Nariman said if the government had any specific information about any Rohingya persons being terrorists, those people could be excluded, but he opposed a mass deportation. Nariman also read out from the New York Declaration for Refugees and Migrants dated October 3, 2016, which India is a signatory to, wherein the rights of refugees to be given asylum had to be recognised and the principle of non-refoulement reaffirmed.
He also pointed out that though India is not a signatory to the UN Refugee Convention, 1951, it is a signatory to several other international conventions which accept the principle of non-refoulement and prohibit involuntary deportation of refugees. Some of these conventions are the Universal Declaration of Human Rights, International Convention on Civil and Political Rights, International Convention on Protection of All Persons against Enforced Disappearances, Convention against Torture and Other Cruel, Inhuman or Degrading Treatment or Punishment and Convention on Rights of the Child.
He pointed out that the Protection of Human Rights Act defines human rights to include not merely fundamental rights or rights under the Indian law, but also human rights arising out of international conventions to which India is a party. Nariman observed that the government can’t speak in two voices – one in the UN and international fora and another totally opposite in India and before this court.
India’s stated policy position in international fora and as mentioned throughout in policy statements and notifications has been to recognise the distinction between refugees who are forced out for their countries due to persecution and illegal migrants who come in search of economic prospects.
Opposing a batch of petitions, the Centre had defended its policy decision to deport 40,000 Rohingya Muslims to Myanmar and asked the Supreme Court not to interfere with it. The Centre had said deportation would be essentially a core executive function in the realm of policy with respect to dealing with illegal immigrants and is not justiciable.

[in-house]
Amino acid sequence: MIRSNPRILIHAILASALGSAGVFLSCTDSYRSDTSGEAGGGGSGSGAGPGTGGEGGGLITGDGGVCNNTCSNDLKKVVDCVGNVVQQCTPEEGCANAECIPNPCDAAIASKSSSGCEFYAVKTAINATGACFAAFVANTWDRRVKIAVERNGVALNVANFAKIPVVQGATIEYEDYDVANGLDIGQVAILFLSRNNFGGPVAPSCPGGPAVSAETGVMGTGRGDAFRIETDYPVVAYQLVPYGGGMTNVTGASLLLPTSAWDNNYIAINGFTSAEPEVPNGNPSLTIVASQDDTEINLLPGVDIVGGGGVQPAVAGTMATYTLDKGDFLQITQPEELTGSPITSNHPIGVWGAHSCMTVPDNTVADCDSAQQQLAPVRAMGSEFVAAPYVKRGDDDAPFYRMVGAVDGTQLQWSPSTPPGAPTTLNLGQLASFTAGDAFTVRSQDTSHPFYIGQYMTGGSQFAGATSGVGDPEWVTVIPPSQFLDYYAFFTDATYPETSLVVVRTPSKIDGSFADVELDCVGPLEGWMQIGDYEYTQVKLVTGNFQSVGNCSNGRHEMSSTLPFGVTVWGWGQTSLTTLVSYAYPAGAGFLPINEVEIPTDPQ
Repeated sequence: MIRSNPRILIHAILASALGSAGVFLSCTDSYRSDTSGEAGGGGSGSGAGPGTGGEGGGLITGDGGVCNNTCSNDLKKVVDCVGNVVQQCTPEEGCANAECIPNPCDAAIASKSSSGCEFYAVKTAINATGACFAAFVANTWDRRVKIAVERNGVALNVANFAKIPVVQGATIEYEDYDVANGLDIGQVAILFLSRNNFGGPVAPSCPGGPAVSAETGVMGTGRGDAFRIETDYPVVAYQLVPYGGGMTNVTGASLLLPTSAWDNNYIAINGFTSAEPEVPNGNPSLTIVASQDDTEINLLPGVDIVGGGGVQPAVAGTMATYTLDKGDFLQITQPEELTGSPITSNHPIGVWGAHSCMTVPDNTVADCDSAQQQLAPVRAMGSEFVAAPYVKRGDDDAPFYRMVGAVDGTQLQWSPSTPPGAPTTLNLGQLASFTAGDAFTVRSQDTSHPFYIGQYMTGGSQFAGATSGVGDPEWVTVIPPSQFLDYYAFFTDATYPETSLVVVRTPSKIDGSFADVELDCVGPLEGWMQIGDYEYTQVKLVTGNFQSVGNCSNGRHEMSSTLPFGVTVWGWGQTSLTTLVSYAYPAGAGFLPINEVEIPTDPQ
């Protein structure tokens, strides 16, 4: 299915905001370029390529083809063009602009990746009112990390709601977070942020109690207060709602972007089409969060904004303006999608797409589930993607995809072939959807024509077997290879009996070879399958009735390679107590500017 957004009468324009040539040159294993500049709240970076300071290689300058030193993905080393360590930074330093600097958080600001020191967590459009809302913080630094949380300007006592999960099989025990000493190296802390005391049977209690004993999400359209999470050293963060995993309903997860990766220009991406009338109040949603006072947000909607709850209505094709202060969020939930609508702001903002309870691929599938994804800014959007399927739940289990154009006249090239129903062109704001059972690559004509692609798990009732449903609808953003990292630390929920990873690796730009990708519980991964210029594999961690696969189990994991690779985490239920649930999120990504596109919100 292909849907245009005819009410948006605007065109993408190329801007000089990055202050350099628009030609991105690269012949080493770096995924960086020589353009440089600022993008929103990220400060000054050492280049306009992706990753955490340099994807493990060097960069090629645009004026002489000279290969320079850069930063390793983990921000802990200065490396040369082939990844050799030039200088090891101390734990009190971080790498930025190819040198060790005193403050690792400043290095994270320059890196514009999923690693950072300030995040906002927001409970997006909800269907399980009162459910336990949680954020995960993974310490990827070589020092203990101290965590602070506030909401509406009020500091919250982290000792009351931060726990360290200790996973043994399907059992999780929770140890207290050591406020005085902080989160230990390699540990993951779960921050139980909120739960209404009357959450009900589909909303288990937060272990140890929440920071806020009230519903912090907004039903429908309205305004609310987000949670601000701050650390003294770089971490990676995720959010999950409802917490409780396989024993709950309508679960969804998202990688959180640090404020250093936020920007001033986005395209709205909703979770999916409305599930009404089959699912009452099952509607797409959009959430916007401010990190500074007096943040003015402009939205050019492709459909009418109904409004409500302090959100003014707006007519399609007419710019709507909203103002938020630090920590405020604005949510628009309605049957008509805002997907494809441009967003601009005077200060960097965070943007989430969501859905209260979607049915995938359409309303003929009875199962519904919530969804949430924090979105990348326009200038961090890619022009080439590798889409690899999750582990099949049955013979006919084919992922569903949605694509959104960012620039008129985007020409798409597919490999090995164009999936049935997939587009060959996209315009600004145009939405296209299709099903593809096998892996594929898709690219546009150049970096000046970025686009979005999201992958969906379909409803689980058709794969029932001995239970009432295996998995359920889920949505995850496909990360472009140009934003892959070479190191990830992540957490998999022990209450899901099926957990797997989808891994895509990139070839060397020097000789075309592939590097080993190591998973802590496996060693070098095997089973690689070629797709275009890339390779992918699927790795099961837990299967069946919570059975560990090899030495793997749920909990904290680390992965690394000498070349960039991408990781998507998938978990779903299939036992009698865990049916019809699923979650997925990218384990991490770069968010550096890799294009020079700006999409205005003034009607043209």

It was argued that illegal immigrants would not get and cannot claim any of the fundamental rights which are otherwise available to non-citizens as the term ‘non-citizens’ would necessarily mean persons, not citizens of India, is in India on a valid travel document.
Joint secretary (foreigners) with the Ministry of Home Affairs Mukesh Mittal had told the court, “I submit that the illegal immigrants would not get and cannot claim any of the fundamental rights which are otherwise available to non-citizens as the term “non-citizens” would necessarily mean persons, not citizens of India, are in India on a valid travel document.”
Asking the court not to interfere, the Centre said the court should not go into and re-evaluate – or based upon such re-evaluation substitute – its satisfaction in place of the satisfaction reached by the executive as a part of administrative governance.
The bench posted the matter for a detailed hearing on November 21.